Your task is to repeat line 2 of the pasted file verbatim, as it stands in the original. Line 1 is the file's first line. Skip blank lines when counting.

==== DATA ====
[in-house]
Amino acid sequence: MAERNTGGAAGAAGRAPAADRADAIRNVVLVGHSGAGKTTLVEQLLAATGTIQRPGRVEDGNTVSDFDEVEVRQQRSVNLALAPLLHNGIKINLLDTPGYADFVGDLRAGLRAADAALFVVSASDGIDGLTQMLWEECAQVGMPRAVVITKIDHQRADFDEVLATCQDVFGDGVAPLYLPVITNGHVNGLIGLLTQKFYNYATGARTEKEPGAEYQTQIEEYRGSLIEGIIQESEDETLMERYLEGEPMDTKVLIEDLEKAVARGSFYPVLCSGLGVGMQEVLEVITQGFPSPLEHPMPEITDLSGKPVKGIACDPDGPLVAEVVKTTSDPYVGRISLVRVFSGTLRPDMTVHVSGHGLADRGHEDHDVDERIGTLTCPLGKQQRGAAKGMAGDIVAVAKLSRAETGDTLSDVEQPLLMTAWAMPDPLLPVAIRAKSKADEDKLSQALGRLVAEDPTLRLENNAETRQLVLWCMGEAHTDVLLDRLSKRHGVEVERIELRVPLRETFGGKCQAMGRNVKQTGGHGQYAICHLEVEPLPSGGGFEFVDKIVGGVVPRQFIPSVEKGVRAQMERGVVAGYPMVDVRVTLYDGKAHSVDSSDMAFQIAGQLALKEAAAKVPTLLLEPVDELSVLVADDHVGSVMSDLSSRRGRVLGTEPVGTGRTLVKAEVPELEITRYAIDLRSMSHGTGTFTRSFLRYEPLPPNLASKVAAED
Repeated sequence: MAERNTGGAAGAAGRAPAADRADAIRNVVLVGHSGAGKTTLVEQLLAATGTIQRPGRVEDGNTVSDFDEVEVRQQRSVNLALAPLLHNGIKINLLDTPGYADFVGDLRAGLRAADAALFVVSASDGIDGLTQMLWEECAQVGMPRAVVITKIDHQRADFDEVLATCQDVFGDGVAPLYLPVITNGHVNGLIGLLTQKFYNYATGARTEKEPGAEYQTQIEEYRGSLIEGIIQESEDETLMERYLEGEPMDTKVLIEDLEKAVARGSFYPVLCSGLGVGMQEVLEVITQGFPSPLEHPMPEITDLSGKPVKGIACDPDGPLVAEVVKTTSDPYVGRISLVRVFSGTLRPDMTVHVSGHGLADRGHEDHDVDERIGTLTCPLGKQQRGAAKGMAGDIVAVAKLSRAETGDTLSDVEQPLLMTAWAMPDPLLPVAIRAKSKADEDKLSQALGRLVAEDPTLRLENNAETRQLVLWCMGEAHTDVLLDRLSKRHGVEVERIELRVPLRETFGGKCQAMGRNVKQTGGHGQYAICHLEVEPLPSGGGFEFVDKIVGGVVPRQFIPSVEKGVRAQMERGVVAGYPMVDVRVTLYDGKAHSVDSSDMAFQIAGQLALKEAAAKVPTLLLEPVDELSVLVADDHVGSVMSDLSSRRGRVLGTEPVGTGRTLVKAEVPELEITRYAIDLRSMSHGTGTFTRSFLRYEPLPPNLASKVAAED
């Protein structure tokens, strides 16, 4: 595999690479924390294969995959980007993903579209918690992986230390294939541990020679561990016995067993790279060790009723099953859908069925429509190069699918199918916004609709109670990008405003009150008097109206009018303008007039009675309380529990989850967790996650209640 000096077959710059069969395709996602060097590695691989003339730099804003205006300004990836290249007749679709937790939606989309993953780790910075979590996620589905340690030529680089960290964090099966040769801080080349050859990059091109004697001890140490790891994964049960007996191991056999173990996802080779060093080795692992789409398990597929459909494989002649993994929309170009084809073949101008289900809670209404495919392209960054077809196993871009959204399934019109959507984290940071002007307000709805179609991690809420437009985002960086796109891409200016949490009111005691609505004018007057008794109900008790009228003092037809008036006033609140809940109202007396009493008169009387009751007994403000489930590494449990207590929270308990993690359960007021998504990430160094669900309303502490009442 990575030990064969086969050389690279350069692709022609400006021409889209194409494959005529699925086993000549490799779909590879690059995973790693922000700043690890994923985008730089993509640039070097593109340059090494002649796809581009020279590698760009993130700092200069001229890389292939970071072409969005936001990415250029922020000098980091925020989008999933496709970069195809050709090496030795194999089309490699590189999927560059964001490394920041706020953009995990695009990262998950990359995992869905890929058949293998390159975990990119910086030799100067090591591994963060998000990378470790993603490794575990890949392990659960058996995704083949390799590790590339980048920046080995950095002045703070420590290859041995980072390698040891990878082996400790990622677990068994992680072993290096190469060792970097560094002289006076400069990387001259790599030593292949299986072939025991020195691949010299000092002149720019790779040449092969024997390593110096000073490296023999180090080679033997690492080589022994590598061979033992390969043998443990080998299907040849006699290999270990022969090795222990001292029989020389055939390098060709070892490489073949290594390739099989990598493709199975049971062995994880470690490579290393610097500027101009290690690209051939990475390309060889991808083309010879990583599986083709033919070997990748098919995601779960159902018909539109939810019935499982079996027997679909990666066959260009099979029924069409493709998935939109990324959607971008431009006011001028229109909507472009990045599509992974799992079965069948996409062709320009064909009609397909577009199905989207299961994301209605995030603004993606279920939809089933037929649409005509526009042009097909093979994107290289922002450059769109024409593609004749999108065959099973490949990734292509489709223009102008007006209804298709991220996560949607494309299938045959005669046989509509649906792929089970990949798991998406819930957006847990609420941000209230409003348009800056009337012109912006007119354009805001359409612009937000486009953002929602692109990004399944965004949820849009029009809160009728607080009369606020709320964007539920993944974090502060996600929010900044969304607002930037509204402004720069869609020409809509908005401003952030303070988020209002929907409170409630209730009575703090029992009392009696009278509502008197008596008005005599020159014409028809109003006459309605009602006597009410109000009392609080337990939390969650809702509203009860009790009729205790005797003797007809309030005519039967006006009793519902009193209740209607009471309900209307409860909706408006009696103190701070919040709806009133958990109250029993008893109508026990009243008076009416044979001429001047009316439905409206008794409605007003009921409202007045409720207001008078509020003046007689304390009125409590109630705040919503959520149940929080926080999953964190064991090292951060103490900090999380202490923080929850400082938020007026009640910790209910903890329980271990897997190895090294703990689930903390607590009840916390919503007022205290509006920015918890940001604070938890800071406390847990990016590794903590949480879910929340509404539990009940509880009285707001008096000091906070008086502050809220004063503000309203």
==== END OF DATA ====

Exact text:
Amino acid sequence: MAERNTGGAAGAAGRAPAADRADAIRNVVLVGHSGAGKTTLVEQLLAATGTIQRPGRVEDGNTVSDFDEVEVRQQRSVNLALAPLLHNGIKINLLDTPGYADFVGDLRAGLRAADAALFVVSASDGIDGLTQMLWEECAQVGMPRAVVITKIDHQRADFDEVLATCQDVFGDGVAPLYLPVITNGHVNGLIGLLTQKFYNYATGARTEKEPGAEYQTQIEEYRGSLIEGIIQESEDETLMERYLEGEPMDTKVLIEDLEKAVARGSFYPVLCSGLGVGMQEVLEVITQGFPSPLEHPMPEITDLSGKPVKGIACDPDGPLVAEVVKTTSDPYVGRISLVRVFSGTLRPDMTVHVSGHGLADRGHEDHDVDERIGTLTCPLGKQQRGAAKGMAGDIVAVAKLSRAETGDTLSDVEQPLLMTAWAMPDPLLPVAIRAKSKADEDKLSQALGRLVAEDPTLRLENNAETRQLVLWCMGEAHTDVLLDRLSKRHGVEVERIELRVPLRETFGGKCQAMGRNVKQTGGHGQYAICHLEVEPLPSGGGFEFVDKIVGGVVPRQFIPSVEKGVRAQMERGVVAGYPMVDVRVTLYDGKAHSVDSSDMAFQIAGQLALKEAAAKVPTLLLEPVDELSVLVADDHVGSVMSDLSSRRGRVLGTEPVGTGRTLVKAEVPELEITRYAIDLRSMSHGTGTFTRSFLRYEPLPPNLASKVAAED